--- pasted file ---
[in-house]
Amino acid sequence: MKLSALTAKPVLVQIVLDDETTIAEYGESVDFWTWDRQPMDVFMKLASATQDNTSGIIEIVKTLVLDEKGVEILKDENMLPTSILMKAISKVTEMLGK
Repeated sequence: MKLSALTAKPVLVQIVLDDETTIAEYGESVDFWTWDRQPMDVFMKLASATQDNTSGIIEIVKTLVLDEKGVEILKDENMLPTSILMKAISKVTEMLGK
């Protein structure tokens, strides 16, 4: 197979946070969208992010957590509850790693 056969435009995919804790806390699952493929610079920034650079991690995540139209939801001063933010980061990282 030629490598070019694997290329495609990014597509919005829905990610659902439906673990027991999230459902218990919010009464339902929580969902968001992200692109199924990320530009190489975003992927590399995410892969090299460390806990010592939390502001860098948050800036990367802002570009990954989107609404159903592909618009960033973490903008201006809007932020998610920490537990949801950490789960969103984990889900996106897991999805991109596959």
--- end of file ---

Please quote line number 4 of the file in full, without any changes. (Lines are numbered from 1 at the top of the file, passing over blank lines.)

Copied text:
């Protein structure tokens, strides 16, 4: 197979946070969208992010957590509850790693 056969435009995919804790806390699952493929610079920034650079991690995540139209939801001063933010980061990282 030629490598070019694997290329495609990014597509919005829905990610659902439906673990027991999230459902218990919010009464339902929580969902968001992200692109199924990320530009190489975003992927590399995410892969090299460390806990010592939390502001860098948050800036990367802002570009990954989107609404159903592909618009960033973490903008201006809007932020998610920490537990949801950490789960969103984990889900996106897991999805991109596959």